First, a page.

I worked on these for the best part of 17 years. I think I may have an operators manual somewhere. I can probably help you in some way, what do you need to know about the machine?
The CVA 8 is a screw machine, but it's not a swiss type. The bar stock is fed to a stop through a collet with a feed finger on the end of a feed tube and then clamped in a fixed position. You can drill, roller box turn and tap from the six hole turret. You can machine with flat or circular form tools on the cross slides and part off with the overhead slide. Some of these machines had a pick up attachment which picked the part up from the cut off tool and swung it away to a back working attachment which could be a slotting saw, a nut tapper or a back drilling/chamfering attachment. There was also a bevel gear turret drive that could drive live tools in the turret, such as counter rotating live drills and milling attachments.
The main spindle had a three position clutch which could be set to give fast and slow, fast and brake or fast brake and slow. The fast could be forward or reverse running so you could drill with a left hand drill in fast and then forward in slow to get the tap in then fast in reverse to get the tap out. When the spindle clutch was in the centre position the drive was disengaged and a spindle brake applied so you could do spindle stop work such as cross drilling or milling etc.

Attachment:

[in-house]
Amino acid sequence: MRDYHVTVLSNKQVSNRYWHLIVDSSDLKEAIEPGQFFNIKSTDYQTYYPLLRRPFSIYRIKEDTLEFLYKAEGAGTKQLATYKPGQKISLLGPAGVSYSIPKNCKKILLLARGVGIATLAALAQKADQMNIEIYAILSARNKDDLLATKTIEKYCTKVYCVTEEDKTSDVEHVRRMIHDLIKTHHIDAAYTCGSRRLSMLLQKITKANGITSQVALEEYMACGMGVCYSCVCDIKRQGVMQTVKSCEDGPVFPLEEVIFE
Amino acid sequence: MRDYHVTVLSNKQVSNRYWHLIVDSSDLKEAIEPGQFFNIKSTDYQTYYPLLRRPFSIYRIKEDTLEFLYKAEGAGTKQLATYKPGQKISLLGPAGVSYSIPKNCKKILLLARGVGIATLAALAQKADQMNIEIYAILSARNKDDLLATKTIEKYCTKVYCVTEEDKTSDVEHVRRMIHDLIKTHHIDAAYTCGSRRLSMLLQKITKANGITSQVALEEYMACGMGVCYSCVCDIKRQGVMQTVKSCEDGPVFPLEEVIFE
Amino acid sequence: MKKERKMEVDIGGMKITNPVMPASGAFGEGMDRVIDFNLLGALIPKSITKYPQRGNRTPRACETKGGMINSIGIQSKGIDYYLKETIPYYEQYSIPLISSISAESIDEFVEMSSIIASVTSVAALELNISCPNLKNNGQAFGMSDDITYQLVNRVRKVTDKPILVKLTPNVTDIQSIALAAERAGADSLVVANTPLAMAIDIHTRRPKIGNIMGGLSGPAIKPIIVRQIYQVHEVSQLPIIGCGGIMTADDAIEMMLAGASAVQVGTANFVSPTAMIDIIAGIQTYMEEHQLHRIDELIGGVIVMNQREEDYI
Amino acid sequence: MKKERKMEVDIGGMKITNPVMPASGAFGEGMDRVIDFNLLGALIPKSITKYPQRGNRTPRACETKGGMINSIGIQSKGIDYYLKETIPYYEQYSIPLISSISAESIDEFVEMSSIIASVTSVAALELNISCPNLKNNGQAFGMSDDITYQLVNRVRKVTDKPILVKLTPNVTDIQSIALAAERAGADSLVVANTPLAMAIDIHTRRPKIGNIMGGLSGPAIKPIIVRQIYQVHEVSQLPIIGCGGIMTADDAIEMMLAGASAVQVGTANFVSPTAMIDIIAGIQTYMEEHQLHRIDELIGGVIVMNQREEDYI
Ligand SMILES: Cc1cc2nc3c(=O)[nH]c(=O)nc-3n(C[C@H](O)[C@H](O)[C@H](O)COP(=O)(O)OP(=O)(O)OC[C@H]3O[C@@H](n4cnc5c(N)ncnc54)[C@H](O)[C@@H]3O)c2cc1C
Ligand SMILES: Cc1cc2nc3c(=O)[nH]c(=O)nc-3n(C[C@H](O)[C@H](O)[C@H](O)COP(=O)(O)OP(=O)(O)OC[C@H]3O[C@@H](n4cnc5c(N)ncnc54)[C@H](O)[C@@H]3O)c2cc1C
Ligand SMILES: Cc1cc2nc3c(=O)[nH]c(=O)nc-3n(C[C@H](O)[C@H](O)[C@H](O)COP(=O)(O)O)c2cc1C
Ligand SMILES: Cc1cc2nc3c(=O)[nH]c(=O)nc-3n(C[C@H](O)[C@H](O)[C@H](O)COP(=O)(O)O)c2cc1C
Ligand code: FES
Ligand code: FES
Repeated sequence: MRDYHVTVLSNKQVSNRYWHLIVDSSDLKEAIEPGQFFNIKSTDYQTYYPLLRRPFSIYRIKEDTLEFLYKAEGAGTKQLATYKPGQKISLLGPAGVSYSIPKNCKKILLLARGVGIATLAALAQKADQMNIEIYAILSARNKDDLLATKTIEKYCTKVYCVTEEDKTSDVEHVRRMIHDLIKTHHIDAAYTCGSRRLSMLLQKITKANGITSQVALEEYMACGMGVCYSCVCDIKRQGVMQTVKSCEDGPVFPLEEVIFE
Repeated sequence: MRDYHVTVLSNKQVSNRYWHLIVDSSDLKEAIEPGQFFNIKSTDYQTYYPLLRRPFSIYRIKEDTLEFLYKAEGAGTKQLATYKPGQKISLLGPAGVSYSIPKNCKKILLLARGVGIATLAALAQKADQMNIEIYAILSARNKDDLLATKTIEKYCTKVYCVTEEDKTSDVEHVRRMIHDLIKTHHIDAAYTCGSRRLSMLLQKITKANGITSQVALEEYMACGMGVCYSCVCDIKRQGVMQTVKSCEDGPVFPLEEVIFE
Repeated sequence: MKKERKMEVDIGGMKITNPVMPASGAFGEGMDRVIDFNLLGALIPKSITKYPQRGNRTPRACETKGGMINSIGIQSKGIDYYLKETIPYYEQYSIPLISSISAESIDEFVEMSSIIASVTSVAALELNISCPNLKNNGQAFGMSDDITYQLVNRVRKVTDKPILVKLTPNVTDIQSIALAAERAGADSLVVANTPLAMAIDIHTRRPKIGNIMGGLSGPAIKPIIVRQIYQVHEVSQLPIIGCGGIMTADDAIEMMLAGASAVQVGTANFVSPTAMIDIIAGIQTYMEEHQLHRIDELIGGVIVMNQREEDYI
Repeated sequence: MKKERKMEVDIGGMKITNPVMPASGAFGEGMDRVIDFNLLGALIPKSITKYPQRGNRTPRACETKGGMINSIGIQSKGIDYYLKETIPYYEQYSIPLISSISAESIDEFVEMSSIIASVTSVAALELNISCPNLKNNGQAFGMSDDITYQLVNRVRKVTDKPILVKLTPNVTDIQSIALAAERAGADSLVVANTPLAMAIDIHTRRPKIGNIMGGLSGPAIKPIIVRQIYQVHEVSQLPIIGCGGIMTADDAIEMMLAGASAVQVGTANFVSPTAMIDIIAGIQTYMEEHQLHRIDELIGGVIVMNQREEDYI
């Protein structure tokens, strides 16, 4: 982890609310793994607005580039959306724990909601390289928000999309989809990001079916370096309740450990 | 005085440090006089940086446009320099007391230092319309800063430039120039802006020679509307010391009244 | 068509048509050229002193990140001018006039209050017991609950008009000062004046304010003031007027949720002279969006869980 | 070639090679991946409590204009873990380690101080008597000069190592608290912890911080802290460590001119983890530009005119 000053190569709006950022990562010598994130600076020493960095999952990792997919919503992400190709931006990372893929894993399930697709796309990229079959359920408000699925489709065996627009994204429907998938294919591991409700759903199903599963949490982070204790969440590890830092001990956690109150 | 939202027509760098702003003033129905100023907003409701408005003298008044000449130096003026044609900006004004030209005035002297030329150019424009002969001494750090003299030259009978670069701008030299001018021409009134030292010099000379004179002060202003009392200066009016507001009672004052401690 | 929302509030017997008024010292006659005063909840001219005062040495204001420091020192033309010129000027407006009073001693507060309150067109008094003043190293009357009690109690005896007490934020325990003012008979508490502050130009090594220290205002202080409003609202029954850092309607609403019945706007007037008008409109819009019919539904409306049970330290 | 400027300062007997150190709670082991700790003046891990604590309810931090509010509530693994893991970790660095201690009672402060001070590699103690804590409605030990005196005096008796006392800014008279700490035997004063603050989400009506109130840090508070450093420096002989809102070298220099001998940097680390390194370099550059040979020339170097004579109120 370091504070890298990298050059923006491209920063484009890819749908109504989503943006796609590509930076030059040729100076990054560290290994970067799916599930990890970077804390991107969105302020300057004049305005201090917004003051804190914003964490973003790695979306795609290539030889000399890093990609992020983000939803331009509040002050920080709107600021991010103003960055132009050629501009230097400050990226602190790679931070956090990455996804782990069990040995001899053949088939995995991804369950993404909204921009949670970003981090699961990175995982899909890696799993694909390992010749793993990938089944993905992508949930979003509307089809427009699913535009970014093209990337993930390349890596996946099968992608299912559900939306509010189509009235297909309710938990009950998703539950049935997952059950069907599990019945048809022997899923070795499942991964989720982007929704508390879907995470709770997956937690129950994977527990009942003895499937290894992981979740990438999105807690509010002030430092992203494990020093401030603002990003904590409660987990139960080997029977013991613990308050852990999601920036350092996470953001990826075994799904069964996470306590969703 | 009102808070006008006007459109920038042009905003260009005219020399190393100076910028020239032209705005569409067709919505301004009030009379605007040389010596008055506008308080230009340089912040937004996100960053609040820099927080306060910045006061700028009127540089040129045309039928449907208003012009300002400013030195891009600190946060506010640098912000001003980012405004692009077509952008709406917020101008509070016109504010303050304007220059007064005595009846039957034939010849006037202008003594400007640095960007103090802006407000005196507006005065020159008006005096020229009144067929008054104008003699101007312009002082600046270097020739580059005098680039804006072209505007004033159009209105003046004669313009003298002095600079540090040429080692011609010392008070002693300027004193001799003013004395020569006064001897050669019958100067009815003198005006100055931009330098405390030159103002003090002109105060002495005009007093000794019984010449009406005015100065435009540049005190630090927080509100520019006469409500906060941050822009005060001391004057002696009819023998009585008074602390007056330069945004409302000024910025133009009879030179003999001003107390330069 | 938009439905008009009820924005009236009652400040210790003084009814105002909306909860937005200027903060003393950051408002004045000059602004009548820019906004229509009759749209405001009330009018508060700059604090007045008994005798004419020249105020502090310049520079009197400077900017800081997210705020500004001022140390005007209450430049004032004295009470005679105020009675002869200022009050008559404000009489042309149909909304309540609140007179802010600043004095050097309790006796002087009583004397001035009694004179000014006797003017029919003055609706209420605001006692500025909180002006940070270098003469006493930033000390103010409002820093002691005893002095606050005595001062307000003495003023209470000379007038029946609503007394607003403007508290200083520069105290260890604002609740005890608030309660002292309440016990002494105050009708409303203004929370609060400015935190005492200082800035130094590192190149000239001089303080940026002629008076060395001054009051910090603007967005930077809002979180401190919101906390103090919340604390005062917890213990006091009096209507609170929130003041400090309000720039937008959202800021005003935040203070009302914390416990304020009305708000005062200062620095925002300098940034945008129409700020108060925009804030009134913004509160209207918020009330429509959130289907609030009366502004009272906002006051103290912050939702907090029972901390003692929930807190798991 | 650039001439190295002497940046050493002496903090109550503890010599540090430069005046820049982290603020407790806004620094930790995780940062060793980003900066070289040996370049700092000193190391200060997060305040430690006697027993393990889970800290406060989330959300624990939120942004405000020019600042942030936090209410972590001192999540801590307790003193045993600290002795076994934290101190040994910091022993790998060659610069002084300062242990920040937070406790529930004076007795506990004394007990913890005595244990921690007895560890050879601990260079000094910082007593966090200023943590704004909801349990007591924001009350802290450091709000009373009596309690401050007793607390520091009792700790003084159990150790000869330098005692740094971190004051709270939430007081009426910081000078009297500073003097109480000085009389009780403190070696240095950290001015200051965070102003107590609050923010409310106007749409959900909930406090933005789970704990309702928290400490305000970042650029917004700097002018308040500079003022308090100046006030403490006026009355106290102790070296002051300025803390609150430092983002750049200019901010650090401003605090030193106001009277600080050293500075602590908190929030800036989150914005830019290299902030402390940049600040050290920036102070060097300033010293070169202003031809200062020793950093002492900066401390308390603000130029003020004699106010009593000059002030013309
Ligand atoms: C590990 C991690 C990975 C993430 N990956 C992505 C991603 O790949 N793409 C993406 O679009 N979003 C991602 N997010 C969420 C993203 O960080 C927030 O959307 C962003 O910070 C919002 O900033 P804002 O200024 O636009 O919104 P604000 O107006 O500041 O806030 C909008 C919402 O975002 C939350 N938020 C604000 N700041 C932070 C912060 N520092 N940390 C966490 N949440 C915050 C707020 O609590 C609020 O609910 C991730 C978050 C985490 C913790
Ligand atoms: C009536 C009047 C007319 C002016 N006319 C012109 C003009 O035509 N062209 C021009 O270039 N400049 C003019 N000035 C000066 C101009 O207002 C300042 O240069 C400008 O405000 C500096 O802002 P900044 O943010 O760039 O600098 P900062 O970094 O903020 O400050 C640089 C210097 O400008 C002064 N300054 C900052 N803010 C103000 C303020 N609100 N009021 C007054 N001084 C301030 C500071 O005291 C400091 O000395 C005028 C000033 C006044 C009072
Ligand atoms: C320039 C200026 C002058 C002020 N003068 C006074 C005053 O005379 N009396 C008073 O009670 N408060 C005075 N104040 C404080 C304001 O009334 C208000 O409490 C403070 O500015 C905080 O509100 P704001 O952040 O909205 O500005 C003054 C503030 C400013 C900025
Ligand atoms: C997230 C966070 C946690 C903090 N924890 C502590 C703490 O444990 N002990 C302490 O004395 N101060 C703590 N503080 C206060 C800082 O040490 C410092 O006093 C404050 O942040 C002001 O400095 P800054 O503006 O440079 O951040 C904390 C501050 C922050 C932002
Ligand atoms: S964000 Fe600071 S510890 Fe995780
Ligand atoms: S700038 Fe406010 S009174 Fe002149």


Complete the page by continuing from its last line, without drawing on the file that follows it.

These machines had a few weak points, namely the spindle bearings on the later Mk III machines had very little adjustment for play, wear in the spindle clutch toggles and wear in the bronze worm wheel on the cross shaft drive. If you kept them well oiled they would run high production for a long time.
Are you intending to get it into production? If so did it come with any tool holders for the slides and the turret? Any cam sets? Any cam blanks?
First off you will need to know how to make the cams, or know where you can get them made. I used to make the cams on an almost daily basis. I devised an Excel spreadsheet to make the calculations easier, mark them out with dividers and a centre punch, then blank them out on a band saw and finally cut the rises on a cam mill.
Drop me a line if I can help.